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Last week’s annual Center for the Study of African Economies (CSAE) conference brought together researchers from the African continent and around the world for the presentation of nearly 300 papers about nearly every aspect of African societies, from agriculture to education to firms to health to trade. (A number of papers from other countries across the globe snuck in as well, from Mexico to Indonesia.) It is, to my knowledge, the largest annual conference on African economics in the world, and it’s a great way to get a sense of the latest findings. Below I provide a micro-summary of almost every paper presented at the conference.

Of course, these micro-summaries cannot capture the richness and nuance of the papers, so if a finding interests you, I hope that you’ll follow the links to the papers and read in more detail. Some of the papers are also marked as preliminary (once you click through to them), so treat those findings accordingly.

Ethiopia, South Africa, Uganda, Kenya, Ghana, and more Health, Agriculture, Education, Labor, Gender, and more

Many papers cross topical boundaries. I’ve cross-liste­­­­d some papers in multiple sections to make it easier to find them. If you attended the conference and want to highlight an aspect of a paper that isn’t captured here, feel free to mention it in the comments!

Click on any section below to expand for more information.

Households and human capital

Education

  • Learning is associated with economic growth, but that relationship is strongest in upper middle-income countries. (Angrist et al.)

  • School feeding in Ghana increased both math and literacy test scores, especially for the poorest children. (Aurino et al.)

  • Incentives to teacher in hard-to-reach schools in Peru reduced teacher attrition by 1-2 percentage points. (This study accounts for spillovers, without which the results would have appeared larger.) (Castro & Esposito)

  • If you ask students in Uganda about their academic ability, 81 percent overestimate. (Celik-Katrniak)

  • Major rainfall fluctuations experienced in utero in India may reduce math scores by age 15 and likely reduce socioemotional skills. (Chang & Favara)

  • "Students [in South Africa] are randomly assigned to follow video lectures with identical narrated slides & script but given by lecturers of different race & gender." Student evaluations are worse for black lecturers, esp. from black students. (Chisadza, Nicholls, & Yitbarek)

  • “Divorce does not affect the probability to attend formal school [in Senegal]… However, it reduces the likelihood to have a secondary education.” (Crespin-Boucaud & Hotte)

  • Part of why conditional cash transfers on an attendance target are effective may be because they give parents better info. An attendance information (with no cash) intervention gave 75 percent of the gains of a CCT. And there’s more! Cash transfers to parents conditional on children's school attendance boosted attendance—but not learning—in Mozambique. But attendance info to parents + cash incentives to kids boosted attendance AND learning. (de Walque & Valente)

  • More education in Benin lowered acceptance of intimate partner violence. (Deschênes & Hotte)

  • How much does it cost to deliver early child education? In Kenya, $14.83 USD in public centers, or 0.16 SD of learning per dollar. (Donfouet et al.)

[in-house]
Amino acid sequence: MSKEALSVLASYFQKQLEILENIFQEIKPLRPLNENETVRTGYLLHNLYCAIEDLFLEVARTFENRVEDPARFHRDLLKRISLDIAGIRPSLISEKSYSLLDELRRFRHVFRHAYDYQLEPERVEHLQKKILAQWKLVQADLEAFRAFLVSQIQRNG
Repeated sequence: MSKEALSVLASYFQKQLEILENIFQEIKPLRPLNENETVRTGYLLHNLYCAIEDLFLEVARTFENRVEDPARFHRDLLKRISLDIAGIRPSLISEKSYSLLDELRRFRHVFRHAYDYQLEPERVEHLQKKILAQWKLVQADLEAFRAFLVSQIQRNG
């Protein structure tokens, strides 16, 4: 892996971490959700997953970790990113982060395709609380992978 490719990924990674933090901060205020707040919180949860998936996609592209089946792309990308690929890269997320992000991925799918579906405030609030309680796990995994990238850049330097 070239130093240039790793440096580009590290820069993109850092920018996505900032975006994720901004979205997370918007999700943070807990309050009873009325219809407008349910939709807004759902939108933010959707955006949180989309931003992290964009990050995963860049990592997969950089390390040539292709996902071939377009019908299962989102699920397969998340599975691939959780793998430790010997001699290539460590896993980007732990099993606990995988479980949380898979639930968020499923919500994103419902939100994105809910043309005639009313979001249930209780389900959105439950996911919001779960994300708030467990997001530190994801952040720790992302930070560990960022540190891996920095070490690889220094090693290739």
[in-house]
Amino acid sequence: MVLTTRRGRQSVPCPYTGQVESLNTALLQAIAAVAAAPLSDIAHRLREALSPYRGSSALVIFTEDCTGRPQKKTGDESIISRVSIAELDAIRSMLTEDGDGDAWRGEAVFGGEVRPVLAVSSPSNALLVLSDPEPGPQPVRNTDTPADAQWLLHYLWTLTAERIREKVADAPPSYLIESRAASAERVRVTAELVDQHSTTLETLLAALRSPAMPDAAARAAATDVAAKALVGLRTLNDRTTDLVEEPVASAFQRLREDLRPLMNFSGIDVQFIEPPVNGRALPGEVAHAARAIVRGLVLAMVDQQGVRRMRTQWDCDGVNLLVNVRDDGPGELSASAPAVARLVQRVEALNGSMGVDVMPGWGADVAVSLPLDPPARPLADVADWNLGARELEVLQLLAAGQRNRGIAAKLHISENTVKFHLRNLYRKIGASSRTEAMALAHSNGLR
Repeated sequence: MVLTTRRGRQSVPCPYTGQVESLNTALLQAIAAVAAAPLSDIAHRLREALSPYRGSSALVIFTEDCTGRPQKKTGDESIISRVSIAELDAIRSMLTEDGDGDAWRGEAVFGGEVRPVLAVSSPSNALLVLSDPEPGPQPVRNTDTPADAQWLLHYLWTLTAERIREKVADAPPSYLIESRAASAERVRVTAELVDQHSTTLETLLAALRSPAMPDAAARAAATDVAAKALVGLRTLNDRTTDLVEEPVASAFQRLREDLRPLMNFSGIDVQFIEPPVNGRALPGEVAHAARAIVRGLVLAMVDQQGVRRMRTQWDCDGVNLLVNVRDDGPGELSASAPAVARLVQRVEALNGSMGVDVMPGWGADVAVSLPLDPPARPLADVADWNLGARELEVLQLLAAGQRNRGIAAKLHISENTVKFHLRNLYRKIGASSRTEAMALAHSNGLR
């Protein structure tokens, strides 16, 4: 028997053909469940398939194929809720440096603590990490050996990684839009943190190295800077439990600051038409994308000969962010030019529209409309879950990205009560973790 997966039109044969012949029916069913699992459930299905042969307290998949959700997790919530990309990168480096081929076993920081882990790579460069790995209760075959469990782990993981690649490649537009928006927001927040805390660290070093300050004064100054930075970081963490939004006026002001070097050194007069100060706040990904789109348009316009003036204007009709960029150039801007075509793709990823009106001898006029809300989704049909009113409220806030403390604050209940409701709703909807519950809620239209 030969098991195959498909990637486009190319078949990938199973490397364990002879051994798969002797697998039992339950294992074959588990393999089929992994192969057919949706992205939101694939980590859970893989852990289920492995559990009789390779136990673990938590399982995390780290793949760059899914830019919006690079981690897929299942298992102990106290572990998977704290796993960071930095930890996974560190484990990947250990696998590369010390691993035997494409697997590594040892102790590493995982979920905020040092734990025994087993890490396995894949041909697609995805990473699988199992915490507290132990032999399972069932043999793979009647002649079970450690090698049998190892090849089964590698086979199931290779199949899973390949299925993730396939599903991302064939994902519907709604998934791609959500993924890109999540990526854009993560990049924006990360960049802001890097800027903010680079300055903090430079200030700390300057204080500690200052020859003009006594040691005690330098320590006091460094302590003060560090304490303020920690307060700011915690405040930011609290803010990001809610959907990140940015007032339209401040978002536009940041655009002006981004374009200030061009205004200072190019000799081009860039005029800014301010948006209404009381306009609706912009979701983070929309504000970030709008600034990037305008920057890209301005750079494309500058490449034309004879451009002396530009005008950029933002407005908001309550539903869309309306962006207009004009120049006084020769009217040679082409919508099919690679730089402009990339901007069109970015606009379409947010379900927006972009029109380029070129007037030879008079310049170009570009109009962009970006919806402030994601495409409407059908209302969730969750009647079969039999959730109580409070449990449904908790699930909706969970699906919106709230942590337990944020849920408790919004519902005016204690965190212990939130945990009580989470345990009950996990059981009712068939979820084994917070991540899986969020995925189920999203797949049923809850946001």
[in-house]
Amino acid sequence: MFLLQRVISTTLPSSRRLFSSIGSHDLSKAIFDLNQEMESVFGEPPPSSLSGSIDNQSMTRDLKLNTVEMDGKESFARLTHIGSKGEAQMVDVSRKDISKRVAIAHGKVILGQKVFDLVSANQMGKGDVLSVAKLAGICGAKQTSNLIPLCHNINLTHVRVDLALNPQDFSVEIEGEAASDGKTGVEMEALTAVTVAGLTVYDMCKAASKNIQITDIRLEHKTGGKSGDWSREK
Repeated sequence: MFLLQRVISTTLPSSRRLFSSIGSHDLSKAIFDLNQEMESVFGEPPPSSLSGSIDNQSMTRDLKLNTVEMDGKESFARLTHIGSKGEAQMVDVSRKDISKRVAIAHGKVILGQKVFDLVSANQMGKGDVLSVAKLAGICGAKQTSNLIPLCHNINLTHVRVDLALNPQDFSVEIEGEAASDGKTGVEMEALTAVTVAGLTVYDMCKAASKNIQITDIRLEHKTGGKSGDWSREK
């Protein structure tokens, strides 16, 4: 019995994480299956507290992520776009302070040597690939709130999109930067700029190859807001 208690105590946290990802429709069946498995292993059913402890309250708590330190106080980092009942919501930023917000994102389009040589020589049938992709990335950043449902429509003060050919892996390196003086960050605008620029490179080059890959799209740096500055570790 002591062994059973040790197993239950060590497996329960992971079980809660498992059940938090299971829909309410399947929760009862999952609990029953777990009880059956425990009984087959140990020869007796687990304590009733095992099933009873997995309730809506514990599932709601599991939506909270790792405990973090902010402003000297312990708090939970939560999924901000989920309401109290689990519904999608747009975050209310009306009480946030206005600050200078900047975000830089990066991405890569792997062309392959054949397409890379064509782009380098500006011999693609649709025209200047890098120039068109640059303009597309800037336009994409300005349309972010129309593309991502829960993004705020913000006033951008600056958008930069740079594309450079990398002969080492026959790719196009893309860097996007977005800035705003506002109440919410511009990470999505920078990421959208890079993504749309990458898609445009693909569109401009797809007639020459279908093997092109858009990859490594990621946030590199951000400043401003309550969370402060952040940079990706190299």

• Many education interventions that do not target girls end up benefitting girls just as much as targeted interventions. (Evans & Yuan)

  • Giving incentives for students to take French and math textbooks home (and bring them back) ↑ French scores (but not math scores) in DRC. Teacher perceptions of textbook usefulness also rose. (Falisse, Huysentruyt, & Olofsgard)

  • What happens when you provide school-age girls in Zambia with a bicycle? Girls spend 35 percent ↓ time per day traveling. Girls miss 30 percent ↓ days of school. Measures of empowerment ↑. (Fiala et al.)

  • The Comprehensive Sexuality Education program in Zambia, for kids age 11-18, ↓ reported risky sex behaviors, and ↑ correct HIV knowledge. (Fosto et al.)

  • What do government bans against harmful practices do? In Senegal, a ban on female genital cutting (accompanied by several prosecutions) is associated with a drop in the practice and more girls in school. (Garcia-Hombrados & Salgado Chavez)

  • In Peru, increasing awareness of bullying, encouraging students to stand against it, and promoting an online reporting program led to ↑ reporting, ↓ dropouts, & ↑ student test scores. (Gutierrez, Molina, & Ñopo)

  • Interviews with teachers & principals in Eastern Cape, South Africa suggest that principals could do more to be effective instructional leaders. (Hompashe)

  • Offering a public recognition certificate to volunteer tutors in Bangladesh led to higher dropout of volunteers who are career focused. But student performance still improved as the certificates motivated performance among other volunteers! (Islam et al.)

  • Mentorship, girls' groups, and socio-emotional training for adolescent girls in Liberia led to ↑ primary school completion and ↑ transition to secondary school. (Koroknay-Palicz & Montalvao)

  • Bridge schools in Lagos, Nigeria, had better management, better teacher-student engagement, and lower corporate punishment than either public schools or other private schools. (Lipcan & Crawfurd)

  • In Kenya, boys outperform girls in primary school mathematics. Ng’ang’a’s work suggests that the problem may not be that girls have access to few resources but rather that they get a lower return on the resources they do have access to. (Ng'ang'a)

  • In upper secondary school in India, “girls are 20 percentage points less likely than boys to study in technical streams" like science & commerce (even after you control for test scores). Stream choice → outcomes in adult life (inc earnings). (Sahoo & Klasen)